In this other question I have found the following:

A space elevator can climb at a low, constant vertical speed (albeit for a very long climb), and gets its orbital speed for free [borrowed from Earth's rotational speed of course].

So, does this this mean that to start the elevator, we invest some energy E, and then from some point elevator will start moving itself and give us E back, maybe even E'>E?

(if you think this is more for Physics SE I'm fine with that)

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    $\begingroup$ Have you seen Tom Spilker's answer to that question, which goes into considerable detail on that point? $\endgroup$ – Hobbes Sep 11 '18 at 8:26

Yes, but E' > E is dubious, at least in case of Earth. The point of reversal lies exactly at the GEO altitude, where the elevator moves at speed proper for that altitude and doesn't put any strain on the tether. As it climbs further, past GEO its 'horizontal' velocity exceeds orbital velocity of that altitude, and it's pulled away from Earth, needing to brake against the tether and putting a strain on it.

The problem here is that you'd need a lot of that tether extended past GEO to get E' > E and that tether is not cheap. It's much easier to extend, say, 10% of its length past GEO and put an asteroid or a big, sun-shaded chunk of ice on the end, to offset the mass of the tether pulling towards Earth.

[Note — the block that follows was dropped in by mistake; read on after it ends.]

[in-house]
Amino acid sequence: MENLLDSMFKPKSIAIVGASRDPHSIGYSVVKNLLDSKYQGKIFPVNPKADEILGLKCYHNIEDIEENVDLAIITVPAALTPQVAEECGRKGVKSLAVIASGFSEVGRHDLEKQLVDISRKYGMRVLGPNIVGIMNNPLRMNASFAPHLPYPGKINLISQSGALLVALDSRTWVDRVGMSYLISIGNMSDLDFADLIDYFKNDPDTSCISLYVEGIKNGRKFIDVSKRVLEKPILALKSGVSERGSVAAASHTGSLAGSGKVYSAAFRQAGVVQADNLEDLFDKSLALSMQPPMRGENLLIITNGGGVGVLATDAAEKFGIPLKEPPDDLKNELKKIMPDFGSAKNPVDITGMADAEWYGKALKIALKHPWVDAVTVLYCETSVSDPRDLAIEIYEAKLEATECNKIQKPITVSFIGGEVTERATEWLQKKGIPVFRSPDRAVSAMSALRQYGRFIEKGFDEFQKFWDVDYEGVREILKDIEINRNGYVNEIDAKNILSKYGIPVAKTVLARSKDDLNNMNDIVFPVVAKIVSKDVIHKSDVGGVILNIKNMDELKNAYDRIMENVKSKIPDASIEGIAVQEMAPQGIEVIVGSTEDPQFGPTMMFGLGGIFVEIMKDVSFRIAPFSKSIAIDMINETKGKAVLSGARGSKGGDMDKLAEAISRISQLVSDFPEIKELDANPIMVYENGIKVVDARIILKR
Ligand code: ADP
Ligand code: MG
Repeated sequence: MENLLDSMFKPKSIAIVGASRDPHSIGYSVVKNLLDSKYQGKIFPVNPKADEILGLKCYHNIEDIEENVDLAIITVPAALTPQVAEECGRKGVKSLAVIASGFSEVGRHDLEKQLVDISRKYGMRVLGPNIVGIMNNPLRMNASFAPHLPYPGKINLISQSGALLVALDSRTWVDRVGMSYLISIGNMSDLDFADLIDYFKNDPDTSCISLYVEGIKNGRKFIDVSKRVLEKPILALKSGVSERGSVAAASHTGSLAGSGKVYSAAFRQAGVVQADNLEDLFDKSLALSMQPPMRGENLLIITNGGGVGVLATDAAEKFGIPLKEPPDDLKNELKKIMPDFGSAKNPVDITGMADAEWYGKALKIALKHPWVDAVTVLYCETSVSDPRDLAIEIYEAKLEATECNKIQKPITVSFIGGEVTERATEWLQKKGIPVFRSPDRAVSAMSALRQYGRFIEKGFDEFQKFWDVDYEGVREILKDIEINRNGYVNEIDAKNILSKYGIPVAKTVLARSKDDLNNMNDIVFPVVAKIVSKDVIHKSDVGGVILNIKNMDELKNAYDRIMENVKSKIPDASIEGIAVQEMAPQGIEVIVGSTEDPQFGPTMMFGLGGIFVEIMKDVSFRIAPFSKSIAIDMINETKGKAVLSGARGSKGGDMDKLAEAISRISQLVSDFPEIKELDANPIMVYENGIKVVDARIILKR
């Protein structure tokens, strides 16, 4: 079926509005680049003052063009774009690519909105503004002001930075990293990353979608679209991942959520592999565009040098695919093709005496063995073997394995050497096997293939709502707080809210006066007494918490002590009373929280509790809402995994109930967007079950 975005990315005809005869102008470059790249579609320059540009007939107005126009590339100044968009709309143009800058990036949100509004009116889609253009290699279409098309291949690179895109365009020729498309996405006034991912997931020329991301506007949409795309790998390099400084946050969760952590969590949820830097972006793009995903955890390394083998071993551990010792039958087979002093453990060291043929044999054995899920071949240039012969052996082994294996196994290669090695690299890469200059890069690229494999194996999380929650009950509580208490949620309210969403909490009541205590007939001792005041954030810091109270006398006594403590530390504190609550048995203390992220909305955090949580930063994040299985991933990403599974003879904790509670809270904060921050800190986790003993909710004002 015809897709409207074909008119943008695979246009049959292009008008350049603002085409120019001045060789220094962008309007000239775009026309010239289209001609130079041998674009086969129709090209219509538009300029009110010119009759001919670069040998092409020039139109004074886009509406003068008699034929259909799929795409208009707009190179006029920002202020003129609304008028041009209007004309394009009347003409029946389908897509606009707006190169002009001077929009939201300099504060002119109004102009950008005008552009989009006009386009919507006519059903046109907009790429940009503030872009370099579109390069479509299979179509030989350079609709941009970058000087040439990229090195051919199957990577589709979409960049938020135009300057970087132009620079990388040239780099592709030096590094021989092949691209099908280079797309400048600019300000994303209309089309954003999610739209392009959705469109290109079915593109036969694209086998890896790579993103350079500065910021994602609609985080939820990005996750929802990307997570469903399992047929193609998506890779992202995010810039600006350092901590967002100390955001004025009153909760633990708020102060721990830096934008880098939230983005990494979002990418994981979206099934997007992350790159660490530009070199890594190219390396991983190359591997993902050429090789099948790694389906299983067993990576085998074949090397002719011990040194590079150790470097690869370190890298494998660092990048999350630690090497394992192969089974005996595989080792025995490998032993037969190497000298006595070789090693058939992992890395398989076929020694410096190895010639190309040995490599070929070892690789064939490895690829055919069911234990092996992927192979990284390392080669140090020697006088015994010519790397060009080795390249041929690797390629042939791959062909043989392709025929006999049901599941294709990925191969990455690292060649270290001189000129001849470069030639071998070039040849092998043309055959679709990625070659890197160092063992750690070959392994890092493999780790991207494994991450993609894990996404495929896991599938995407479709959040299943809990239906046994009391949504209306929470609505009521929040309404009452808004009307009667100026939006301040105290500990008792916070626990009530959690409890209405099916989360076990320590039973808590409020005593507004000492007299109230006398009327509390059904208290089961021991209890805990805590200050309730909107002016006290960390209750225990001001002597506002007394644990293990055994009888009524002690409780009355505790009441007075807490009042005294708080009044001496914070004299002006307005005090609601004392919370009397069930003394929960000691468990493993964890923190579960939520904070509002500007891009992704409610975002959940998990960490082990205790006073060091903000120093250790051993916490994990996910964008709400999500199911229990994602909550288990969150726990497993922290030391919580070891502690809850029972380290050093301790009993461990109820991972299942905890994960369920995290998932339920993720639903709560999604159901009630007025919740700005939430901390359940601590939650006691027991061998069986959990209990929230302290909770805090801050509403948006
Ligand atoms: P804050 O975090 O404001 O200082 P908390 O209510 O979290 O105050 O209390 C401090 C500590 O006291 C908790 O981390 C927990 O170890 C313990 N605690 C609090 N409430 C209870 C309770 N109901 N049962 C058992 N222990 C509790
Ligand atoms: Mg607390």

But in short, yes, if you could have the tether sufficiently strong and light (...not to cause Earth to wobble in its axis...) you could extend it pretty much indefinitely and give your payload pretty much arbitrary speed (although if you start entering relativistic velocities, atomic bonds begin to misbehave...) - and in case of Earth you're obviously limited by the Moon, which would collide with the elevator crossing its orbit.

OTOH you shouldn't need to worry about energy too much - the elevator will be a powerful electrodynamic tether producing lots of energy from Earth magnetic field.

(although it seems you'd need to give 13 kWh to lift a kilogram of mass to GEO using the elevator - and then you'd get back 103 kWh if the tether stopped just shy of the Moon orbit.)


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